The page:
Archive for October, 2011

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Mt. Maisan Provincial Park is located in Jinan-gun, Jeollabuk-do. It contains some good hiking trails and various temple complexes, the most interesting of which is Tapsa. If you are well organised you could do a day trip from Seoul, but it would be much easier from an overnight stay in Jeonju. For anyone who lives in Jeonju I think it is a ‘must see’ destination, for anyone who lives in Korea I’d say it’s a ‘should see’ destination.

Many landmarks and mountains are named after what they are supposed to look like. In the Far East everything seems to look like a dragon, in the Andes everything seems to look like a puma or a jaguar, and Indian landmarks usually look like elephants. The sceptic would say that natural features look like whatever their inhabitants deem sacred or familiar. This doesn’t just apply to distant exotic places. Manchester takes its name from Mam or Mammary, because seen from a distance the moors to the east look like mammary glands, add the word for castle and you have Manchester.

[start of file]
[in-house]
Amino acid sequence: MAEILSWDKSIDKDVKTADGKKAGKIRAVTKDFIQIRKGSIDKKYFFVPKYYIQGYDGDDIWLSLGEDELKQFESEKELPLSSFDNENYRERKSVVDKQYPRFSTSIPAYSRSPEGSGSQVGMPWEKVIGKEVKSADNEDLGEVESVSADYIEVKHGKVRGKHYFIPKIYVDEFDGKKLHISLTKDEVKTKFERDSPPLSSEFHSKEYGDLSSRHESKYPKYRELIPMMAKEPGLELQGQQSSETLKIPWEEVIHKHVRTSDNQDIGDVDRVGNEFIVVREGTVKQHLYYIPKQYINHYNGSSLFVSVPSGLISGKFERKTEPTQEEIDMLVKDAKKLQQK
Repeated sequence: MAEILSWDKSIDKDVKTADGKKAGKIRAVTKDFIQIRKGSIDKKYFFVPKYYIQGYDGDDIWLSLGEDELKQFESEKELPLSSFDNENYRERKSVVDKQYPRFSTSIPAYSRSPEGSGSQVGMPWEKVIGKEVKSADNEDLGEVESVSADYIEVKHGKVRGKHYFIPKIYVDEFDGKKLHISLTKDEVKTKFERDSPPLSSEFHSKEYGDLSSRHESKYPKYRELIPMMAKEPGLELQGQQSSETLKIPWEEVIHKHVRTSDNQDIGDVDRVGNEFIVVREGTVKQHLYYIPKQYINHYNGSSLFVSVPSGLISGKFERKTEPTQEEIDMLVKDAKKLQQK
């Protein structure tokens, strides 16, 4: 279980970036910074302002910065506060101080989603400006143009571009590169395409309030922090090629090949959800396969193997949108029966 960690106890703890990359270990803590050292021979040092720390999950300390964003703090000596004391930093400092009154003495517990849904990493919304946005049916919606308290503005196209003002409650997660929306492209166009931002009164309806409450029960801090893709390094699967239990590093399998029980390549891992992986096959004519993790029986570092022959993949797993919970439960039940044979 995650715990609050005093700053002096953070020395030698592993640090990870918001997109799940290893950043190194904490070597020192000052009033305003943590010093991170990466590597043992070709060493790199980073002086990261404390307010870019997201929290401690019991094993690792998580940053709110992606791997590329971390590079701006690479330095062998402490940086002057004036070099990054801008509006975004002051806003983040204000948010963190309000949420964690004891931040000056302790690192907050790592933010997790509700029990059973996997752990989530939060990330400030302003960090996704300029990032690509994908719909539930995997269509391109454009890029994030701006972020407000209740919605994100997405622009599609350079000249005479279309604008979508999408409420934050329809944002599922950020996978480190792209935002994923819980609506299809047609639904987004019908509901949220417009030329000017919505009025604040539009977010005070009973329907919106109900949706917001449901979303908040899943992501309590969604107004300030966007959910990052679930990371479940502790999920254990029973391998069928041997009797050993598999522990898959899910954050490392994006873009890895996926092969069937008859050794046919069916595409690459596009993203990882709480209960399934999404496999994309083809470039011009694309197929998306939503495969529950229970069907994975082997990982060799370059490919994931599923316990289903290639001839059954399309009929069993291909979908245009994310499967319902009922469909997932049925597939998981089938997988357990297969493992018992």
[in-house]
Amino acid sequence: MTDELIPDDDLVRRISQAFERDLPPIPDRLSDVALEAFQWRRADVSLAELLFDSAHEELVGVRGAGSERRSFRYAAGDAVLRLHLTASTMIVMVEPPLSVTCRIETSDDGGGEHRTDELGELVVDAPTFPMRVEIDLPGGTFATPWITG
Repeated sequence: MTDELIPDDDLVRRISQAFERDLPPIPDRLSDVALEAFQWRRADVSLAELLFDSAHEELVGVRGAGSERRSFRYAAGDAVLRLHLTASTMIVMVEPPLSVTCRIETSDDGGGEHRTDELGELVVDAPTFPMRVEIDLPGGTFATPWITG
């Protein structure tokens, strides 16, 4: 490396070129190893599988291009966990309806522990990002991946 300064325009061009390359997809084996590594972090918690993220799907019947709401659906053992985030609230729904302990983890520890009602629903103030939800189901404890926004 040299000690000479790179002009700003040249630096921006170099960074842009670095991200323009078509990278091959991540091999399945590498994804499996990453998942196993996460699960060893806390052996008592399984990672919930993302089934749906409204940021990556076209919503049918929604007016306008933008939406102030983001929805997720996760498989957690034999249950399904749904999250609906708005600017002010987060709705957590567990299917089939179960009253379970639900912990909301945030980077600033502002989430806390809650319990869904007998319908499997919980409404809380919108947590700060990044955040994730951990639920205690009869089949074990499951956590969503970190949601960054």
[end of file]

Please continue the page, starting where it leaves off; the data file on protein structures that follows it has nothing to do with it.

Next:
I expected Maisan not to look anything, especially a  horse’s ears, but the geology is so strange that the two gigantic outcrops of rock really do look like a horse’s ears. How did these huge rocky ears come into being? I guess you can believe the Geologists, or the people who passed their stories on through the passage of time. The people forced to sit together round a fire in the cold dry Korean winters after successful hunting trips. As you would expect, I’m going to ignore the geological explanation on this occasion. So, here goes: